The first 13 games of the 2022-23 season for the Nashville Predators have been uneven, to say the least. The team started 2-0 in the Global Series vs. San Jose but their return to North America was met with a 1-5-1 stretch culminating in a 7-4 loss at Edmonton where the Predators allowed 3 goals in the first period and trailed 5-1 in the second period. The team rebounded however with wins at Calgary and Vancouver before an embarrassing performance against Seattle, losing 5-1. 

The uneven results have been the result of uneven performances where the Predators will be significantly better for a period or two and yet be trailing or on the losing end of every analytical measure but hold a lead. The most recent loss to Seattle is a perfect example where the Predators dominated possession in the first period but a string of turnovers led to a 4-0 deficit. The Predators again dominated the second period but could only get one goal back on a Thanos-esque “Fine, I’ll do it myself” play by Filip Forsberg. In the 3rd, Nashville proceeded to lose the possession battle and not gain any more ground.

Among the myriad of issues, many of which are purely performance-related, there is a trend similar to the 2021-22 season starting to emerge once again. In 2021-22, the Predators were around average at generating offensive chances through the first half of the season but trailed off steeply down the stretch. In 2022-23, the Predators have started off performing more closely to how last season ended. The chart below pulls data points from Natural Stat Trick for team ranks at 5v5 across a number of offensive generation metrics. 

Metric2021-22 Rank2022-23 Rank (13 games)
Shots for27th24th
Scoring chances for24th17th
High Danger chances for30th22nd
Expected goals for28th15th
Shooting %10th21st
High Danger Shooting %1st7th
Statistics courtesy of Natural Stat Trick (www.naturalstattrick.com)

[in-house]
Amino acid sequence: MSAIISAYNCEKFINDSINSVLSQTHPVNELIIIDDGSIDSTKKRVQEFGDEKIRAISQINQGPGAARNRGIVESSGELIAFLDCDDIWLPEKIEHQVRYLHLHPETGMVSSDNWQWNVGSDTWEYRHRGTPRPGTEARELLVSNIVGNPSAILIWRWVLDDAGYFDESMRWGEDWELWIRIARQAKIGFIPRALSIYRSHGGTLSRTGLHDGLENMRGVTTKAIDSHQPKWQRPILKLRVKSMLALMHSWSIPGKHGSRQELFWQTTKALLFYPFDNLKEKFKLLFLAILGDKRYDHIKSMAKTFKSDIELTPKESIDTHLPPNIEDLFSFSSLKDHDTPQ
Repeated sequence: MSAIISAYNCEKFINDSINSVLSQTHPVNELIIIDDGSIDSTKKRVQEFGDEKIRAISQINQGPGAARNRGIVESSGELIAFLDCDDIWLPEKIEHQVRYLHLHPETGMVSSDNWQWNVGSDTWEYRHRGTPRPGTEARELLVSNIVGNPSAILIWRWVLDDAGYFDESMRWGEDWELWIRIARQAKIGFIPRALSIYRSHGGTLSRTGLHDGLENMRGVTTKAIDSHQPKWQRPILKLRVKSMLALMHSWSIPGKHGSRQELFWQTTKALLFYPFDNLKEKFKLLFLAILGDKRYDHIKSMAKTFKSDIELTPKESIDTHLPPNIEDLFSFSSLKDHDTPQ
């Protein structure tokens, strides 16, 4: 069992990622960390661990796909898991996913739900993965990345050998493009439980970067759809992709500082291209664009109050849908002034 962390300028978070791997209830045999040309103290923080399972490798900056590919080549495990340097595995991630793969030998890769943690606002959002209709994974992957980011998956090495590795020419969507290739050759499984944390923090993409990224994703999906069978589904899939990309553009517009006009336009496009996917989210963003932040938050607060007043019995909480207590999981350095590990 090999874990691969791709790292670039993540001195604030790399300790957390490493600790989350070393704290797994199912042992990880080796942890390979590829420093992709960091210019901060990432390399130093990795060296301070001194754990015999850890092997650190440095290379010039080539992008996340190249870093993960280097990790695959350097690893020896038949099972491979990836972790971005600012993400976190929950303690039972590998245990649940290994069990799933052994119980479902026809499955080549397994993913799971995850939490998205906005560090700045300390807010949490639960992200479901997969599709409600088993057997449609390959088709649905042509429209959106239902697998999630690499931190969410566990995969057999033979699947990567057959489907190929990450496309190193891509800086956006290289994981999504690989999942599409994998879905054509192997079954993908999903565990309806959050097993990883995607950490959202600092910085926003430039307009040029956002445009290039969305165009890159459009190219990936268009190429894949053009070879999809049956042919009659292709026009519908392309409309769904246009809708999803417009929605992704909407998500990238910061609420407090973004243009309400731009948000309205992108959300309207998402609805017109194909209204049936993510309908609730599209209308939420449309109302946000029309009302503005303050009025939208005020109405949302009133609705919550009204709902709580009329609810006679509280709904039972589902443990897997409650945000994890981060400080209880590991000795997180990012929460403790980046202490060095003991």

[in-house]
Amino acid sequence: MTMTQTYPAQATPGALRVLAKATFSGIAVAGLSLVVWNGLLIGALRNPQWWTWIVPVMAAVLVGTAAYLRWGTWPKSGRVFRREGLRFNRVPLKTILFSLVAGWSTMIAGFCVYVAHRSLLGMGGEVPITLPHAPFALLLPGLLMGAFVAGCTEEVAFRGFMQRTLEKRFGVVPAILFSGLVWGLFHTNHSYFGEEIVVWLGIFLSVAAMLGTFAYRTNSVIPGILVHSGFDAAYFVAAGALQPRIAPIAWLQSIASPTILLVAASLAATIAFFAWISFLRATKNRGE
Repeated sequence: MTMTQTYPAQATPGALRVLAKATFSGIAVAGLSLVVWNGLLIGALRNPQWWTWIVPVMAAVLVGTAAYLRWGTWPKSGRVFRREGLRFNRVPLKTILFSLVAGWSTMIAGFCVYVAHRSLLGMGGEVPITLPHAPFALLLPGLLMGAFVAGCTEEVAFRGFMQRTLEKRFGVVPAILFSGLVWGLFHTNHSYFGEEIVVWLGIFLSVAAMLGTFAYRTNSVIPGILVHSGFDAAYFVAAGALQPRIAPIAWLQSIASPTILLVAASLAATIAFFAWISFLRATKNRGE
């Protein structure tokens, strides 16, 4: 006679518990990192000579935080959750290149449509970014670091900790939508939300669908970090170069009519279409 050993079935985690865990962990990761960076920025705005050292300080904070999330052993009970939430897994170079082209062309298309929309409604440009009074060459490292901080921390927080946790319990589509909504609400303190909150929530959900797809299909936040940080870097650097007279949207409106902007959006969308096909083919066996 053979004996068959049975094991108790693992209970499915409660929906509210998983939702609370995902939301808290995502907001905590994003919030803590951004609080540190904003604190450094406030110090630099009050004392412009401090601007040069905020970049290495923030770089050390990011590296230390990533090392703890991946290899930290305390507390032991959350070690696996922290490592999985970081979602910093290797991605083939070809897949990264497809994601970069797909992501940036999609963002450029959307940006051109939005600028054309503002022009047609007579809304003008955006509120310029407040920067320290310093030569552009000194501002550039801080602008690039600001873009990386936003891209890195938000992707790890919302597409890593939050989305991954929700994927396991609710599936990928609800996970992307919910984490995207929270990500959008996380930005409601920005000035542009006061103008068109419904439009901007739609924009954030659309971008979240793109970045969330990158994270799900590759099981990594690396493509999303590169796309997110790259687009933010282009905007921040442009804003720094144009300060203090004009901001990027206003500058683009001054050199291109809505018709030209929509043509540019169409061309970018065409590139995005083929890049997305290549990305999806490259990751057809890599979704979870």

This trend is of a team that still does not generate offense at 5v5 at a level necessary for a contending team. Related, the Predators are not finishing at the same level as last season where they were one of the best in the league overall and the best on high-danger chances. Combining the aforementioned 5v5 issues with a power play that is 29th in scoring chances and 26th in high-danger chances per 60 minutes paints a pretty clear picture of just how bad the Predators are performing offensively. These issues are only exacerbated by the carnival that is the Predators attempting zone exits and goalie Juuse Saros’ uncharacteristically mediocre performance thus far. 

How do they fix it?

There are two causes at work here so I’ll switch up my normal cadence and talking coaching first. John Hynes has emphasized quality over quantity from day one. In and of itself, that is not a bad thing since the Predators have been very good at scoring high-danger chances. However, the way that strategy has manifested from last season into this one is that Nashville is highly dependent on rush chances. As I noted before, the Predators have been wildly inconsistent in getting out of their defensive zone and through the neutral zone (ironically this was a big focus during training camp) so the chances off the rush aren’t happening. Instead, the Predators are needing to set up offense off less controlled entries and work the cycle game which has been a struggle. The coaching staff needs to find a different strategy both for exiting the defensive zone (getting possession) and working the offensive zone cycle (generating chances) to build more volume of scoring opportunities. Lastly, the coaching staff is currently keeping three offensively talented players (Glass, Tolvanen & Carrier) in the press box in favor of heavier players. If the team is to open up the offensive game then the more skilled players need to be put into positions where they can succeed, even if it reduces the ice time for some of the “identity” role players.

Now to the players. They’re not doing themselves any favors with how poorly they are executing plays across the board. Team passing has been abysmal, neutral zone transition is a mess and defensemen are still shooting pucks into skates and ankles. As a result, the Predators can’t really push the offensive game onto the defending skaters to create not just a first chance but the follow-up opportunities that are often of a higher danger variety. The Predators have even had a good number of odd-man rushes, but few of them result in a shot on goal because the puck carrier can’t connect the pass or just holds too long and runs out of options. While the offensive scheme calls for quality over quantity the players need to better execute each play to maximize their possessions, create more chances offensively and ultimately see more shots go in the back of the net.

Statistics courtesy of the NHL and Natural Stat Trick